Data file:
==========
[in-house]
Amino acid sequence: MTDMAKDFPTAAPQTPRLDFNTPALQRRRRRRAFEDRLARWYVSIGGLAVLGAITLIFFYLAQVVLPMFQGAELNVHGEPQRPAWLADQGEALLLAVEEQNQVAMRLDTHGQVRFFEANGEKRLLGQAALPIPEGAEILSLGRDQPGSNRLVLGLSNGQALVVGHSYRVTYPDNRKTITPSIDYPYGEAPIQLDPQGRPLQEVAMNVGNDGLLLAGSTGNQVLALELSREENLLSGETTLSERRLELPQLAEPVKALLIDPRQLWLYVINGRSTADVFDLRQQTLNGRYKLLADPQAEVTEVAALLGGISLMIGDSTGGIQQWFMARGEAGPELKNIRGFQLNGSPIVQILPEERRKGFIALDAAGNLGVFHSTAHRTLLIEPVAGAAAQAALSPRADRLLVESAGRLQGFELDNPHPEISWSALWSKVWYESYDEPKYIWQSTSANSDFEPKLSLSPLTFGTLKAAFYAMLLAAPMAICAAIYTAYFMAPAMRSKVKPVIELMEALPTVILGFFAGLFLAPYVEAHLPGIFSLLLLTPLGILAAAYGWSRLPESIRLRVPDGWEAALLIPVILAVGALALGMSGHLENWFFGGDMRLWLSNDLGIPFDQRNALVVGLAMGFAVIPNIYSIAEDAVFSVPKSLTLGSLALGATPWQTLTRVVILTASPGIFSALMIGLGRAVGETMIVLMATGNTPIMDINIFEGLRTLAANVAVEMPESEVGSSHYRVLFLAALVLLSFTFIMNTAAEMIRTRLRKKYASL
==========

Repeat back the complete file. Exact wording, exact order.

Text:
[in-house]
Amino acid sequence: MTDMAKDFPTAAPQTPRLDFNTPALQRRRRRRAFEDRLARWYVSIGGLAVLGAITLIFFYLAQVVLPMFQGAELNVHGEPQRPAWLADQGEALLLAVEEQNQVAMRLDTHGQVRFFEANGEKRLLGQAALPIPEGAEILSLGRDQPGSNRLVLGLSNGQALVVGHSYRVTYPDNRKTITPSIDYPYGEAPIQLDPQGRPLQEVAMNVGNDGLLLAGSTGNQVLALELSREENLLSGETTLSERRLELPQLAEPVKALLIDPRQLWLYVINGRSTADVFDLRQQTLNGRYKLLADPQAEVTEVAALLGGISLMIGDSTGGIQQWFMARGEAGPELKNIRGFQLNGSPIVQILPEERRKGFIALDAAGNLGVFHSTAHRTLLIEPVAGAAAQAALSPRADRLLVESAGRLQGFELDNPHPEISWSALWSKVWYESYDEPKYIWQSTSANSDFEPKLSLSPLTFGTLKAAFYAMLLAAPMAICAAIYTAYFMAPAMRSKVKPVIELMEALPTVILGFFAGLFLAPYVEAHLPGIFSLLLLTPLGILAAAYGWSRLPESIRLRVPDGWEAALLIPVILAVGALALGMSGHLENWFFGGDMRLWLSNDLGIPFDQRNALVVGLAMGFAVIPNIYSIAEDAVFSVPKSLTLGSLALGATPWQTLTRVVILTASPGIFSALMIGLGRAVGETMIVLMATGNTPIMDINIFEGLRTLAANVAVEMPESEVGSSHYRVLFLAALVLLSFTFIMNTAAEMIRTRLRKKYASL